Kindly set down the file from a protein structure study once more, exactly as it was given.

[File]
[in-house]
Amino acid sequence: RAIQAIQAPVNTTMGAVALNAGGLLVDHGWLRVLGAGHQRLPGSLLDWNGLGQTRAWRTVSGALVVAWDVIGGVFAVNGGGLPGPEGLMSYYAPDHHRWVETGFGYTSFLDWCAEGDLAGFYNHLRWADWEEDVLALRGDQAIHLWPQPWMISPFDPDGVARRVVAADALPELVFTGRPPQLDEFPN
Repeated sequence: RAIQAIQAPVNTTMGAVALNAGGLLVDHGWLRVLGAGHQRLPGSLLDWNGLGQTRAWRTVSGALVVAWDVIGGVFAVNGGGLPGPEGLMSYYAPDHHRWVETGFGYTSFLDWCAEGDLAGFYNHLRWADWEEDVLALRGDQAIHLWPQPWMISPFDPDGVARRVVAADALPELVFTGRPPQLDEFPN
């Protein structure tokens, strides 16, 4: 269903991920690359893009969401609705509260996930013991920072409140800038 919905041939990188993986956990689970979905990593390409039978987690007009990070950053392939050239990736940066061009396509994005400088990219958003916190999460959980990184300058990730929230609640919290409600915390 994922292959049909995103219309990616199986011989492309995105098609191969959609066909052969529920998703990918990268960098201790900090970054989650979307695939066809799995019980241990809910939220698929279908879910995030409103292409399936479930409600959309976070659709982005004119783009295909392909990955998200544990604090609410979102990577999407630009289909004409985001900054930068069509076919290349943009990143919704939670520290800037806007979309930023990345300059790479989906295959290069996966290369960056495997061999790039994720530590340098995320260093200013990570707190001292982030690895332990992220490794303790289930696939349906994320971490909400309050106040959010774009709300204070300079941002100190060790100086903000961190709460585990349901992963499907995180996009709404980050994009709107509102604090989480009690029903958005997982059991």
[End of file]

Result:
[in-house]
Amino acid sequence: RAIQAIQAPVNTTMGAVALNAGGLLVDHGWLRVLGAGHQRLPGSLLDWNGLGQTRAWRTVSGALVVAWDVIGGVFAVNGGGLPGPEGLMSYYAPDHHRWVETGFGYTSFLDWCAEGDLAGFYNHLRWADWEEDVLALRGDQAIHLWPQPWMISPFDPDGVARRVVAADALPELVFTGRPPQLDEFPN
Repeated sequence: RAIQAIQAPVNTTMGAVALNAGGLLVDHGWLRVLGAGHQRLPGSLLDWNGLGQTRAWRTVSGALVVAWDVIGGVFAVNGGGLPGPEGLMSYYAPDHHRWVETGFGYTSFLDWCAEGDLAGFYNHLRWADWEEDVLALRGDQAIHLWPQPWMISPFDPDGVARRVVAADALPELVFTGRPPQLDEFPN
């Protein structure tokens, strides 16, 4: 269903991920690359893009969401609705509260996930013991920072409140800038 919905041939990188993986956990689970979905990593390409039978987690007009990070950053392939050239990736940066061009396509994005400088990219958003916190999460959980990184300058990730929230609640919290409600915390 994922292959049909995103219309990616199986011989492309995105098609191969959609066909052969529920998703990918990268960098201790900090970054989650979307695939066809799995019980241990809910939220698929279908879910995030409103292409399936479930409600959309976070659709982005004119783009295909392909990955998200544990604090609410979102990577999407630009289909004409985001900054930068069509076919290349943009990143919704939670520290800037806007979309930023990345300059790479989906295959290069996966290369960056495997061999790039994720530590340098995320260093200013990570707190001292982030690895332990992220490794303790289930696939349906994320971490909400309050106040959010774009709300204070300079941002100190060790100086903000961190709460585990349901992963499907995180996009709404980050994009709107509102604090989480009690029903958005997982059991």